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Detroit tru trac Installation

Discussion in 'Truck & Equipment Repair' started by jh76, Nov 24, 2010.

  1. jh76

    jh76 Junior Member
    from usa
    Messages: 2

    Hey everyone,
    I have been plowing for two years now with open diffs on my F-250 super duty, and no matter the ballast I would get the one wheel peel :( So instead of going through that this year I just bought and installed a detroit tru trac. Really easy!! Didn't even have to jack the truck, just slid the FF axles out measured the backlash (.042-.046 Yikes!) bought new bearings and races. Removed the ring gear from the old carrier, Installed and torqued the bolts with Red Locktite, Beat the bearings on the new carrier with a big socket and mini sledge. Reused the original carrier shims(there are only two), checked the backlash ( now it's .014" ..... perfect!!) and torqued the carrier caps down with red loctite. Really easy to do with a cheap harbor freight 0-1" dial indicator, stand and torque wrench.

    For anyone thinking about doing this.... It's not as difficult as most think. And with a cheap dial indicator and stand it's much cheaper than paying anyone to do it. Note: you don't have to do anything with the pinion as long as you are reusing the original ring gear. I hope this takes the fear out of getting that tru trac installed :mechanic:
  2. mrv8outboard

    mrv8outboard Senior Member
    Messages: 197

    Having a locking rear diff is not what it's cracked up to be plowing. When one wheel slips you have the other holding you in place. When both spin you slide left and or right on any angled roadway.
  3. B&B

    B&B PlowSite Fanatic
    Messages: 12,777

    That's where a selectable locker really shines. :nod:

    BTW, a Trutrac isn't a locker and unlike a locker require a little brake bias to apply more power to the opposite wheel under low traction variations side to side. So they're a little more forgiving where side slip may be a big issue due to too much throttle input or extremely poor traction conditions.
  4. jh76

    jh76 Junior Member
    from usa
    Messages: 2

    I think there is alot of confusion on the trutrac diff so here goes...

    1. The trutrac works as a limited slip all the time with a nice high torque 3.5 bias ratio.

    2. With simultanious brake and throttle you can get the trutrac to lock both wheels.

    3. Gear driven no clutches, almost same design of the torsen from the HMMWV

    4. Looks like it was the hot ticket before MFG's figured out they could use ABS as a traction control device. See below

    Notable Torsen users
    One of the most famous uses of Torsen differentials are in many of the various Audi quattro models, notably excluding the A3 & S3 and TT (which have transverse-mounted engines and use Haldex Traction 4WD systems).

    It is also used, for example, in the Toyota Supra and Toyota Soarer (or Lexus SC430), the B5 platform revision of the Volkswagen Passat 4motion (based upon the Audi A4), some versions of the Mazda MX-5/Miata, the 2002-2003 model year of the Nissan Maxima SE 6 speed manual and the Honda S2000. The Lancia Delta Integrale, the rare Peugeot 405 T16, as well as the 1999-2002 model Pontiac Firebird and Chevrolet Camaro, had a Torsen differential.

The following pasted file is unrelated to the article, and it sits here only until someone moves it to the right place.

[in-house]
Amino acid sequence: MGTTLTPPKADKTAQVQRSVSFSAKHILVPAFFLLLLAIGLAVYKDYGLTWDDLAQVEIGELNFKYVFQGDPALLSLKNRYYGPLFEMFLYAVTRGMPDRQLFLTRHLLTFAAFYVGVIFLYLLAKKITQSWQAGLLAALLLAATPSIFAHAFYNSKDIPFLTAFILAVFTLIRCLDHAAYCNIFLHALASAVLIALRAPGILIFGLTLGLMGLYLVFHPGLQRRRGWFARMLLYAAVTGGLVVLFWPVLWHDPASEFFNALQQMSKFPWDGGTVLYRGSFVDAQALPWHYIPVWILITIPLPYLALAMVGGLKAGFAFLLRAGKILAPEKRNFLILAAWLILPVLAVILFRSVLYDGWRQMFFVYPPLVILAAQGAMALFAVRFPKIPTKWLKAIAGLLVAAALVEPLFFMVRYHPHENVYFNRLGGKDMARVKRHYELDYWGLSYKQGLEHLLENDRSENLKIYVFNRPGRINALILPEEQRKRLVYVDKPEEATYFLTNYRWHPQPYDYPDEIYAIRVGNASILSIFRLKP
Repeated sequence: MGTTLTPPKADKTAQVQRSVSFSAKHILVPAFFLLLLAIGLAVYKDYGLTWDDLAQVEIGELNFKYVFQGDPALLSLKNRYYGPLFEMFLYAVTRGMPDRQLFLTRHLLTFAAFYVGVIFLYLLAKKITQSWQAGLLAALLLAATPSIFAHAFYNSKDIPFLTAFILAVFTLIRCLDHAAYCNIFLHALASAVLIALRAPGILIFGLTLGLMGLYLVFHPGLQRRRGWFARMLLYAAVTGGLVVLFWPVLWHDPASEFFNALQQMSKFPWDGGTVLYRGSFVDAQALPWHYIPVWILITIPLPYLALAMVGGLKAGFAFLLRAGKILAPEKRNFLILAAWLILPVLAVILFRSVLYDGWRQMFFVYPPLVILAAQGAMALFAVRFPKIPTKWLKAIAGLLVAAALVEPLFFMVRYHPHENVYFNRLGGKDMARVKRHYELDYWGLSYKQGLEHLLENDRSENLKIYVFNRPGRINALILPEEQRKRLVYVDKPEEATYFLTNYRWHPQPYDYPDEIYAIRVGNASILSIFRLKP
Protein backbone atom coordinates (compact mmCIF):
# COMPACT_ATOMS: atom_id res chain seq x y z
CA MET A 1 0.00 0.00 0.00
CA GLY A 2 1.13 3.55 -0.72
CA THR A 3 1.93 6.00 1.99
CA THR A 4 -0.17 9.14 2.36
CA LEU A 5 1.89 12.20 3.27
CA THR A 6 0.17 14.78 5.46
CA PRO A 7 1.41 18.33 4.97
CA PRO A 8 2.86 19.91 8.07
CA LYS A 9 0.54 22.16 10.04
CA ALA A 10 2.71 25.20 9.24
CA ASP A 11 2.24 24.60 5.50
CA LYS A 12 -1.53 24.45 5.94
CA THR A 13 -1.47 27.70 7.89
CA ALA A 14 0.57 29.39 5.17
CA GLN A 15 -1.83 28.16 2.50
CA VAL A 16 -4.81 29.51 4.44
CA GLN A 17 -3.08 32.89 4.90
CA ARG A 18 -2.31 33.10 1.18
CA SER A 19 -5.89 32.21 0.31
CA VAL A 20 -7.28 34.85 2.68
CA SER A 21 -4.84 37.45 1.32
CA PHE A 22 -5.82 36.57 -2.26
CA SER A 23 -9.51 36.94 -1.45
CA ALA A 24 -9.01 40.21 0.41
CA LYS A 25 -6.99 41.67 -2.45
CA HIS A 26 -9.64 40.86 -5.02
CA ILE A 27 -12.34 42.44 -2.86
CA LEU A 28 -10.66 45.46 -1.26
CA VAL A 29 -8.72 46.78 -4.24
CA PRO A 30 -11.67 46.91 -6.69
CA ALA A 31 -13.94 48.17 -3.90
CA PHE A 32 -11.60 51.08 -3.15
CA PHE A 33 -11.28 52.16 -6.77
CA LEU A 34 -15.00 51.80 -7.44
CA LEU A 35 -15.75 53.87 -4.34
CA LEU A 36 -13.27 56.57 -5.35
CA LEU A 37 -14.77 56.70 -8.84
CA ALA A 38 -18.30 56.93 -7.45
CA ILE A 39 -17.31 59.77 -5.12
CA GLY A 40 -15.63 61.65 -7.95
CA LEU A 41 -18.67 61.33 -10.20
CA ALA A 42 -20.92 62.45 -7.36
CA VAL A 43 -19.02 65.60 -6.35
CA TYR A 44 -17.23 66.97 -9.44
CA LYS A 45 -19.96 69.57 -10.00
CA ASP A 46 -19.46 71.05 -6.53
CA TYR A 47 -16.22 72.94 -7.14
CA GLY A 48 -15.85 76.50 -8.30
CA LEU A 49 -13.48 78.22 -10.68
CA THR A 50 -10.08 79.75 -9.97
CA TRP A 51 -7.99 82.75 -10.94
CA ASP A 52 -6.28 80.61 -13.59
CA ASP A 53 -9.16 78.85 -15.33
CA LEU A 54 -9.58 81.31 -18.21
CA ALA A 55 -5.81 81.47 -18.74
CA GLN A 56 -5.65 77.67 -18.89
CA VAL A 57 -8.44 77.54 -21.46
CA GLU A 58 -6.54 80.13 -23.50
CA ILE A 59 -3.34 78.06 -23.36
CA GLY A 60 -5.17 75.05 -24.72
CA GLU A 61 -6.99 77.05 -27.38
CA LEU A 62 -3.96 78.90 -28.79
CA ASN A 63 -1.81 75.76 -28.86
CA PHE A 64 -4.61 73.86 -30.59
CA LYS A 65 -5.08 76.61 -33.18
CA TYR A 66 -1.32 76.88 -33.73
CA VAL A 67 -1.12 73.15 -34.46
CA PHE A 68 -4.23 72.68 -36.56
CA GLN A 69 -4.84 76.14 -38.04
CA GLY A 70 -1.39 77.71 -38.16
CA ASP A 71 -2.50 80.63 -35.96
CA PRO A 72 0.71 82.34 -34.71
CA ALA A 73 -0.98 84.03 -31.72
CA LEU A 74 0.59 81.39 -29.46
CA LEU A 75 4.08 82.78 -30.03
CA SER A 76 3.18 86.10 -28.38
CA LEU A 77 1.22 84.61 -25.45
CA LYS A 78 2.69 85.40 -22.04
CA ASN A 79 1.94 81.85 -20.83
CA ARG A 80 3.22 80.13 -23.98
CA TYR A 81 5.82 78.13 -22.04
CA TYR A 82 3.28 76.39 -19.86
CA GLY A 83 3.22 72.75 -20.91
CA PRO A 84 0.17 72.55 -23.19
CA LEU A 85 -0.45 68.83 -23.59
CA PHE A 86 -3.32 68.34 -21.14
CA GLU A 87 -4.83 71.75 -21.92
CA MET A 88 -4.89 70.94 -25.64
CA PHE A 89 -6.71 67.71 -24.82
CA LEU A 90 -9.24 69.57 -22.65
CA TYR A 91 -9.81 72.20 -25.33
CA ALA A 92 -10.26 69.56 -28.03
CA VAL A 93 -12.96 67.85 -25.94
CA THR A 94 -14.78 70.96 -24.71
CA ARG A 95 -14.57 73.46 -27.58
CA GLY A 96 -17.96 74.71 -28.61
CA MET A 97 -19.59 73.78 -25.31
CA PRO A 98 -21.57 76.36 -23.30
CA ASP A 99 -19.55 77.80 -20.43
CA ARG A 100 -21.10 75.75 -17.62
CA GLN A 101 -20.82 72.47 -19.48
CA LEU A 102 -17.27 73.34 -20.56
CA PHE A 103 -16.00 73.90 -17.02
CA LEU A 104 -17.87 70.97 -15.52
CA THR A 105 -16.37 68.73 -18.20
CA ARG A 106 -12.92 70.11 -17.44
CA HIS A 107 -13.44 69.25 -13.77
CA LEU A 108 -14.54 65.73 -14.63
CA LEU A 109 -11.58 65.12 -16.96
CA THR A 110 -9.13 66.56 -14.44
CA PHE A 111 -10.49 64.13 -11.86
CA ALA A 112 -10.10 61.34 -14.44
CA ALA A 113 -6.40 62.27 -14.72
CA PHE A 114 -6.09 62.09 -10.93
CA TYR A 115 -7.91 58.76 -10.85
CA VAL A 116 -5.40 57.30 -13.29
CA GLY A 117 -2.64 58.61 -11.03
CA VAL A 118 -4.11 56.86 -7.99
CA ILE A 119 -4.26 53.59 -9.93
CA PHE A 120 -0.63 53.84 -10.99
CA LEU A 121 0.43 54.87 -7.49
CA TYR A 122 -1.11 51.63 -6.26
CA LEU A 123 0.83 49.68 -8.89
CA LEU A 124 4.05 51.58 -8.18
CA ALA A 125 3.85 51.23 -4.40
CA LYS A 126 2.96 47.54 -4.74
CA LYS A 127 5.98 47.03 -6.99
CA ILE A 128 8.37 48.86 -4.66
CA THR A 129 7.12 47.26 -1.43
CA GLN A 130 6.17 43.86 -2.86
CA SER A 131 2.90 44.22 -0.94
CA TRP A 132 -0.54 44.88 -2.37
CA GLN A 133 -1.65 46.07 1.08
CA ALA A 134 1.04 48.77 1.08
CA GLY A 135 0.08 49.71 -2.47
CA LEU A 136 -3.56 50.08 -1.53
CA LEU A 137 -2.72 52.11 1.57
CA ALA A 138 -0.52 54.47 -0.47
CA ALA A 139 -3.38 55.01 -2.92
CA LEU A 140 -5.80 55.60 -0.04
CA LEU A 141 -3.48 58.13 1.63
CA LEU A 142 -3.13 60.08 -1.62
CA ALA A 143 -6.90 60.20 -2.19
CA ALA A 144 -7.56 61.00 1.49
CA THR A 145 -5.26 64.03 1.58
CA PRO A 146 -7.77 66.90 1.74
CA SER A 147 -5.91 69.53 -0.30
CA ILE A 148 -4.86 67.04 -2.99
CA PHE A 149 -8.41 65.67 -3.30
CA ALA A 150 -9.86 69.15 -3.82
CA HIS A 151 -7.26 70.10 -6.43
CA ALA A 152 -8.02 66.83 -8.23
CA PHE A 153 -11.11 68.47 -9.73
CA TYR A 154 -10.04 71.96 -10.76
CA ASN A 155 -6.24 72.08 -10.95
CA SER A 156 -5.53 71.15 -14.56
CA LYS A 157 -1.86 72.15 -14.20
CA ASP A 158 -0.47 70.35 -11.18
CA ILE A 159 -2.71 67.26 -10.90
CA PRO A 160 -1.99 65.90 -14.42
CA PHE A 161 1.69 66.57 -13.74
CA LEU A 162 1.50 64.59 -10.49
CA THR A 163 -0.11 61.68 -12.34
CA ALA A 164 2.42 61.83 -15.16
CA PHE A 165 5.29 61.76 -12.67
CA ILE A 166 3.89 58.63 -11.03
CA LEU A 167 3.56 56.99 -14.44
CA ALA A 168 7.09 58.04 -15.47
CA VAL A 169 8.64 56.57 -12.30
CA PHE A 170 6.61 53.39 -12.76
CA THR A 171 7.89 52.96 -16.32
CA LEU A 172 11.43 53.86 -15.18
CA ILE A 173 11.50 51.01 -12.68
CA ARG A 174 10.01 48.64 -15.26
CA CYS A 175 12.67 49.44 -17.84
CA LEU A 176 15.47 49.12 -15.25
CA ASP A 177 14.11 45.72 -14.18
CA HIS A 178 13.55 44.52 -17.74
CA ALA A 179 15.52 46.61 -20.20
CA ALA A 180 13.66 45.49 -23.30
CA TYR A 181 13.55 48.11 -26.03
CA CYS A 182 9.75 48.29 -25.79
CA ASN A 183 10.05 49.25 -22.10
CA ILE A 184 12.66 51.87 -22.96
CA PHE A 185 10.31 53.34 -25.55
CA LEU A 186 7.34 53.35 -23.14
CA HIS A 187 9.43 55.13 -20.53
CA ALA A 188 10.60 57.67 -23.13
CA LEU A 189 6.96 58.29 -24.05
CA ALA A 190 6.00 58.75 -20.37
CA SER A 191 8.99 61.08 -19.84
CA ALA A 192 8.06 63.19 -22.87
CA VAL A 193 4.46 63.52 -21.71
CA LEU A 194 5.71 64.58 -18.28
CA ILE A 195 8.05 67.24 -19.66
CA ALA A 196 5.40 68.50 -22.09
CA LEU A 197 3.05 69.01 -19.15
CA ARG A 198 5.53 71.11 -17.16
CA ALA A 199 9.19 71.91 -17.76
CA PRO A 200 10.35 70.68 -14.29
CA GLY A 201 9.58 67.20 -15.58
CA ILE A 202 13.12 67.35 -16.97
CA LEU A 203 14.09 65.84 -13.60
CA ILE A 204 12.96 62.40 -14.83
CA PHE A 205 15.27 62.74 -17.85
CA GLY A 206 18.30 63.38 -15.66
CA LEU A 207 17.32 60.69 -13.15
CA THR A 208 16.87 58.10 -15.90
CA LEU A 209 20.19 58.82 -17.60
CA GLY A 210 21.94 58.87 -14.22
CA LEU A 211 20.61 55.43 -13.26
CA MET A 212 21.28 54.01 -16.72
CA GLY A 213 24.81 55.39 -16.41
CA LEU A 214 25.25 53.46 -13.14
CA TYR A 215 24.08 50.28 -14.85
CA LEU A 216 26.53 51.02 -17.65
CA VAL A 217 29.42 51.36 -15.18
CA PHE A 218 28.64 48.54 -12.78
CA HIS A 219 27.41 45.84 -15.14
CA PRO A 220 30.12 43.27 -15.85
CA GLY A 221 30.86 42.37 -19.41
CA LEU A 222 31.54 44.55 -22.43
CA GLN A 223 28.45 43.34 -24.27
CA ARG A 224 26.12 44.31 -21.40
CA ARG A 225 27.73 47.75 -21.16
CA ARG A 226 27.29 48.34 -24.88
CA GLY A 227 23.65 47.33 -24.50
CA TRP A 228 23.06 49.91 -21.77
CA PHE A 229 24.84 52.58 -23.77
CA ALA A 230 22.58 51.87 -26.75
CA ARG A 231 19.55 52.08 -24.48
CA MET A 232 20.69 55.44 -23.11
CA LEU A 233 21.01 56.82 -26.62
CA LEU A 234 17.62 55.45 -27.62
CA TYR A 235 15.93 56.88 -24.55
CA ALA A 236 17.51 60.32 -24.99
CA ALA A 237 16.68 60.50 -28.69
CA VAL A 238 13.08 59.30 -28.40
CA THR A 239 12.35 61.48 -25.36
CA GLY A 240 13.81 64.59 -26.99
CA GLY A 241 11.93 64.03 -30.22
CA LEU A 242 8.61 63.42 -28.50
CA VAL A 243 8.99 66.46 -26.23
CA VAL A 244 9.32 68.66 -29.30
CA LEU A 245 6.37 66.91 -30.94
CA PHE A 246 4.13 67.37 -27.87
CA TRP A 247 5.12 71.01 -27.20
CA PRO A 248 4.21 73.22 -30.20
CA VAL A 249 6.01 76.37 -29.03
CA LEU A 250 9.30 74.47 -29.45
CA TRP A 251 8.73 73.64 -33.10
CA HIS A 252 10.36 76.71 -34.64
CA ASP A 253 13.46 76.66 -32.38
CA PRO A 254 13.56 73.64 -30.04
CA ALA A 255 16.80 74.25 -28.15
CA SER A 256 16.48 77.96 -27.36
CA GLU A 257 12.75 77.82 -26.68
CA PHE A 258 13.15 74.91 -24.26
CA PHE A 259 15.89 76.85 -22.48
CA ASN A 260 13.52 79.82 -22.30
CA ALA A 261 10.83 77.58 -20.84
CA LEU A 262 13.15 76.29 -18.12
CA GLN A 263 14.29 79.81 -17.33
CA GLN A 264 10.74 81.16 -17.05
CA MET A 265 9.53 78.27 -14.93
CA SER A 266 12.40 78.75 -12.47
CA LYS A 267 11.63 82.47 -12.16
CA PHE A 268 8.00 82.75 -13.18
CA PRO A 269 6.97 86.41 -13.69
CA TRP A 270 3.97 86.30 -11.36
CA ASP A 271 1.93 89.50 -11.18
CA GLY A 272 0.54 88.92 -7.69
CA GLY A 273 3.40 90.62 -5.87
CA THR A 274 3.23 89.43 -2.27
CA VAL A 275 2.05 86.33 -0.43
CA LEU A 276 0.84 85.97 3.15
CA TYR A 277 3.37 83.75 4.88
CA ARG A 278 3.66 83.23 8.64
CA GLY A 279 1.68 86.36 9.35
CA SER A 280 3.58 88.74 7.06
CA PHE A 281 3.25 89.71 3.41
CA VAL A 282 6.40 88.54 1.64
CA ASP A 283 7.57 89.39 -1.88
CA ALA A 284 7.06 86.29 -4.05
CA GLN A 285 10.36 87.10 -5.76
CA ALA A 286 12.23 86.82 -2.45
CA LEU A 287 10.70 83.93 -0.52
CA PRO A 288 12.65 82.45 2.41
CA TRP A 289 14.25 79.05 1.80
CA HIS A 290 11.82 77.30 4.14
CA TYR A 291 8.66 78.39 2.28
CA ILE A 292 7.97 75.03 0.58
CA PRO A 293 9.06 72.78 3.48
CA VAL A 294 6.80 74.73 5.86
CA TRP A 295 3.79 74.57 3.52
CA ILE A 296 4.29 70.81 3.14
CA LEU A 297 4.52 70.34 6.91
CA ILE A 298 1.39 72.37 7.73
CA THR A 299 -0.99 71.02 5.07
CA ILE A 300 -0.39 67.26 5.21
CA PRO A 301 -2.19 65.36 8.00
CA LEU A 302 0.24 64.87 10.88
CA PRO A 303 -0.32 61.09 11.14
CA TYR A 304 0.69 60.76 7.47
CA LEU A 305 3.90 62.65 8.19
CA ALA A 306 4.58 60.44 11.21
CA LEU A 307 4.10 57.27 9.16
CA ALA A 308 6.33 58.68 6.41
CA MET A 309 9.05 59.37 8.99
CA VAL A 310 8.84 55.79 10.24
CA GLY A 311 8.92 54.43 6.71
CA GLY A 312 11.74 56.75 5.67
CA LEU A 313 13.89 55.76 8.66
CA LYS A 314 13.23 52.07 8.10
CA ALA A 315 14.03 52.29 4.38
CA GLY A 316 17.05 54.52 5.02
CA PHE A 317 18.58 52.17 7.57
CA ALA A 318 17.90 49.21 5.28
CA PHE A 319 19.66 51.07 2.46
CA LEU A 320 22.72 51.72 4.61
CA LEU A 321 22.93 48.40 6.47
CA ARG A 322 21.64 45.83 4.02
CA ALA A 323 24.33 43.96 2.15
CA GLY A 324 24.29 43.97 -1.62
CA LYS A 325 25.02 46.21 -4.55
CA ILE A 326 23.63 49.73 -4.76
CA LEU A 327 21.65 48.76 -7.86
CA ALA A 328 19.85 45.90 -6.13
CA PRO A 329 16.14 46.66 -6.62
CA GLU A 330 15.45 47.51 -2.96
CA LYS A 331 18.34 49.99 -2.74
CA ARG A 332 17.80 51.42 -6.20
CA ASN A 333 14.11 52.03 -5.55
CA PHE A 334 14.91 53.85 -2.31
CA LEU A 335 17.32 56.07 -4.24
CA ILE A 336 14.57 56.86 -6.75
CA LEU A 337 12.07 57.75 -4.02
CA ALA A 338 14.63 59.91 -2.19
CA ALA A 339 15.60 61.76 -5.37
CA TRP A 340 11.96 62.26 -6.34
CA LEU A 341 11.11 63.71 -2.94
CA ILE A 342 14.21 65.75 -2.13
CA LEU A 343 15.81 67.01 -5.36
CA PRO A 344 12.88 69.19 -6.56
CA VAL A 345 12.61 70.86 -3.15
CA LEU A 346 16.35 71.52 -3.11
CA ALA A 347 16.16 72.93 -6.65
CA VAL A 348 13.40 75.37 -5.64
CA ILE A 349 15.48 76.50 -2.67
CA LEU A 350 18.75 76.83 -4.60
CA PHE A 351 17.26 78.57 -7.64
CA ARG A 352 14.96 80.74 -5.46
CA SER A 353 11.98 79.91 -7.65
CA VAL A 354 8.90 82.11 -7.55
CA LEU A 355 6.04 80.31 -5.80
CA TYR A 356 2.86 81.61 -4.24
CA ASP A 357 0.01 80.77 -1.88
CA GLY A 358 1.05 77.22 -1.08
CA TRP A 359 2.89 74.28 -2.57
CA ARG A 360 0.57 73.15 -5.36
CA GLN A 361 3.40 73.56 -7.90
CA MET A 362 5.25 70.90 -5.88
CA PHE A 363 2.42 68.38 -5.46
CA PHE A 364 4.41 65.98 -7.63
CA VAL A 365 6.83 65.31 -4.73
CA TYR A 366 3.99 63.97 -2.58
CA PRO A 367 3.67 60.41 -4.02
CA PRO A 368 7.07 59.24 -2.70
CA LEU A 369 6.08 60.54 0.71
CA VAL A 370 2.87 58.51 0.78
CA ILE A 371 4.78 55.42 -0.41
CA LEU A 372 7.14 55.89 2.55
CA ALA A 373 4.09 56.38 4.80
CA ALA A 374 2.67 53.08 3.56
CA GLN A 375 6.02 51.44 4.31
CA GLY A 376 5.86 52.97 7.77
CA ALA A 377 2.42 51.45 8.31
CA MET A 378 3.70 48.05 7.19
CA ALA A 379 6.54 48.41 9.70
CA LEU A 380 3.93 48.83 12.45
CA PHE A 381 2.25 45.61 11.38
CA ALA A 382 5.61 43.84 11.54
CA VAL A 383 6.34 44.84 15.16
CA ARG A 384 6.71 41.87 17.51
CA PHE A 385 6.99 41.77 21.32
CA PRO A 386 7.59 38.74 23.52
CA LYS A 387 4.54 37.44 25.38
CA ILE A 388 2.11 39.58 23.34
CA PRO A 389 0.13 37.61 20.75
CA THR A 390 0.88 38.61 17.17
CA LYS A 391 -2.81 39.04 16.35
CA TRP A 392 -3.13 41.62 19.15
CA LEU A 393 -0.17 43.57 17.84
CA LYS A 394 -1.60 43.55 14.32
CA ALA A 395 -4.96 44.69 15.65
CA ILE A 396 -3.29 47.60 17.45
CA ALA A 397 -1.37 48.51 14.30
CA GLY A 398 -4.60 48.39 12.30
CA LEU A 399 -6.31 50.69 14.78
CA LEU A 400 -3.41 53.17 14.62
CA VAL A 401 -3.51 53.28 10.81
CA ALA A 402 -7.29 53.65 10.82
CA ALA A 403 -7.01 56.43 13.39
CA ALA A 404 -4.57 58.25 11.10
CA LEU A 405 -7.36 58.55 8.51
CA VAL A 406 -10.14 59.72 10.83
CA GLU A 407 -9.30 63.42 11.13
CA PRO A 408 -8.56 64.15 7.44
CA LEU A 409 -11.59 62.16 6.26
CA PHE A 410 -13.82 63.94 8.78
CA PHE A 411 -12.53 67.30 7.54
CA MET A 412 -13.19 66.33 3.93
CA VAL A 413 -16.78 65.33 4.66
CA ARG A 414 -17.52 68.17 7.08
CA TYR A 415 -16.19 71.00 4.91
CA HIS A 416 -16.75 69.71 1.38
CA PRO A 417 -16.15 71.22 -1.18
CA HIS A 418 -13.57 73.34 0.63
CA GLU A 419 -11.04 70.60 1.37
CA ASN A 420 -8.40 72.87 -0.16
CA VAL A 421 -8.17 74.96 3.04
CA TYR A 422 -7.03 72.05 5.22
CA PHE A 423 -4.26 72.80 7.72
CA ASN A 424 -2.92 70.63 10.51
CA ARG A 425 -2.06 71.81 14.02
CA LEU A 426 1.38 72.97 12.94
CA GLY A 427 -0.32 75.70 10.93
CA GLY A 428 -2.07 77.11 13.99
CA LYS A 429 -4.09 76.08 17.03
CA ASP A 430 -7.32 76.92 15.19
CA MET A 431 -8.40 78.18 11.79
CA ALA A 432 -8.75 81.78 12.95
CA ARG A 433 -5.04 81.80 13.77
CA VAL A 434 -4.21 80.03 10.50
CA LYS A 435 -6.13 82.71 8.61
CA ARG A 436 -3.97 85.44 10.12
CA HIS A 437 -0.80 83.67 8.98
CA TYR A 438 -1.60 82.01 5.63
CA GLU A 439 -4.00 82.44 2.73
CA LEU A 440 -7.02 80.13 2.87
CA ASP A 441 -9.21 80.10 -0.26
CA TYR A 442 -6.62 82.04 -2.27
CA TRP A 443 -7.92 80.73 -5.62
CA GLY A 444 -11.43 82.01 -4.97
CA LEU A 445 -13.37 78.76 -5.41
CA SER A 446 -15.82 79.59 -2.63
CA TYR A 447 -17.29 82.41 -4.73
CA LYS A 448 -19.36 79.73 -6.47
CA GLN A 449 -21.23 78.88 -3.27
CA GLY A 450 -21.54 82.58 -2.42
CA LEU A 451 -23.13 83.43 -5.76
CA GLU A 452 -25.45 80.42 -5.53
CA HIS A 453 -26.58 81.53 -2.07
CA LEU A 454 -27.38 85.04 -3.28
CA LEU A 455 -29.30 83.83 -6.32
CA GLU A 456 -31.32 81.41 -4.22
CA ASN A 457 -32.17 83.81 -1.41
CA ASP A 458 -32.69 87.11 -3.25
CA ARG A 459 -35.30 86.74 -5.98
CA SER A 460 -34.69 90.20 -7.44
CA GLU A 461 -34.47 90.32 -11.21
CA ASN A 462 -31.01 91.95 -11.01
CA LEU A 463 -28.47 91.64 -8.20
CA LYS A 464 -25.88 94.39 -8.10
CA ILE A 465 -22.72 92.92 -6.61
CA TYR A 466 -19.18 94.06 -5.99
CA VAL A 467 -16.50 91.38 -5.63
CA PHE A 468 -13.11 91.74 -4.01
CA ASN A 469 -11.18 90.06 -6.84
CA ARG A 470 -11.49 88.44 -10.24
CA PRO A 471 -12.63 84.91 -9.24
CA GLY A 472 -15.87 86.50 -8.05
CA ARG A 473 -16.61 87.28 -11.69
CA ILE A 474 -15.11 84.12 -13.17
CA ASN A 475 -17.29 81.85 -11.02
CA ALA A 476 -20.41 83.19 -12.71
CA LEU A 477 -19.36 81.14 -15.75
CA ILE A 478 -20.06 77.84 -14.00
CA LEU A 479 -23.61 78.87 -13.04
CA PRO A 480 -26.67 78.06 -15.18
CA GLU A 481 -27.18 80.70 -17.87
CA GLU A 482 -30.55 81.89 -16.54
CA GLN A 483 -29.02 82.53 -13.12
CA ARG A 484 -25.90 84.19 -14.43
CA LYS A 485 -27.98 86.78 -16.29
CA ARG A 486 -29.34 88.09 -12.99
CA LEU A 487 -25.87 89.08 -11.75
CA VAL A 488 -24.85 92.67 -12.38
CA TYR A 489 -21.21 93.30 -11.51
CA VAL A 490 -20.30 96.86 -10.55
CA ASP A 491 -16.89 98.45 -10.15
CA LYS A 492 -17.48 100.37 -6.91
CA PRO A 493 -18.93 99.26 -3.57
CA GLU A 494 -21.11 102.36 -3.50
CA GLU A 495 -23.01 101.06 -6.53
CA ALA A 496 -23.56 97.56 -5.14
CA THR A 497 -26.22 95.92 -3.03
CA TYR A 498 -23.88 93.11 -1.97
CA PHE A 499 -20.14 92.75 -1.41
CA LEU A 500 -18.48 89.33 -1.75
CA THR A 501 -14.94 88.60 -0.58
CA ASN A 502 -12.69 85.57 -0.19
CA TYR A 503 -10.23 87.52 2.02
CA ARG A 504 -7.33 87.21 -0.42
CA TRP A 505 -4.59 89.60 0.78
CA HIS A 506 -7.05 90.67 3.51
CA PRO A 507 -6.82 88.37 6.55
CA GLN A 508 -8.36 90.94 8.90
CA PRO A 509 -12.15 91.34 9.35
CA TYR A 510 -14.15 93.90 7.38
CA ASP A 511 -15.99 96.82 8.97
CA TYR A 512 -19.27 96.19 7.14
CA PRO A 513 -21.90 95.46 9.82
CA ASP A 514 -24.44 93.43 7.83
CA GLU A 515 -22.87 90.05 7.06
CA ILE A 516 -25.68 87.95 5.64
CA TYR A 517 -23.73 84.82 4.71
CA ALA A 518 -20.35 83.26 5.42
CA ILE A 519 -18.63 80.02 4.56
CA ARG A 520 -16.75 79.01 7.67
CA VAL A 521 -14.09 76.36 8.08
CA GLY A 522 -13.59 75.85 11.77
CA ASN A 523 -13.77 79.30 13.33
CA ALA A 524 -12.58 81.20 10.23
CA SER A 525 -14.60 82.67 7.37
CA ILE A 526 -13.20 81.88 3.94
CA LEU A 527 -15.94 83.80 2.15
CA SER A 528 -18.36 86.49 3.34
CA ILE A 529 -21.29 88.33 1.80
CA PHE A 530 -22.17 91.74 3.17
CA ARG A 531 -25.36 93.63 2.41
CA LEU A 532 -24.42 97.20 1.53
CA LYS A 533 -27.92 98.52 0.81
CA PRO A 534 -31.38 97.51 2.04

The HMMWV or Humvee uses two Torsens, front and rear, with a normal manually lockable center differential (NVG242HD AMG transfer case) in the center.

    Another current user of Torsen limited slip differential is Hyundai Genesis Coupe.

    5 Very little steering input required in front differential installations.

    My rig
    1999 Ford Super Duty 140k mile, 5.4l engine, 4r100 auto trany, manual locking hubs, installed into a sterling 10.5" rear diff. Essentialy the Elstrippo package.

    What I have noticed so far:

    1. 2wd Dry dirt and sand
    Works well! no tire spining excellent traction acts automaticaly.

    2. 2wd Mud
    Works good, both tires will spin with heavy throttle, axle starts to torque over to one side

    3. 2wd Wet roads
    Awesome! no longer need to be afraid to pull out in front of oncomming traffic an wait for the one rear wheel to stop spinning.

    4. Sound
    Honestly this thing is SILENT! No bangs or any weird clunks

    5.2wd Highway
    Getting on the highway with full throttle with a curved uphill onramp I noticed a little bit (barely noticable) steering input. The vehicle had a sense that it wanted to straighten out. While cruising the highway at 75 MPH it was more stable and less wandering / drifting in the lane.

    6. BIG curb
    At the grocery store picking up stuff for thanks giving they have these monster curbs. If I can't find a double spot to pull th rig into (have plow installed now) I will pull up onto a grassy patch over a curb. Every time I have tried to do this in the past I have had to use 4WD because of one tire helplesslley spinning before making it over the curb. Not this time! In 2WD i backedthe truck over the curb with no wheel spin or axle hop. It just walked right up without a whimper and had no spinnage pulling the front axle over curb either.

    Let me know if you have any questions :)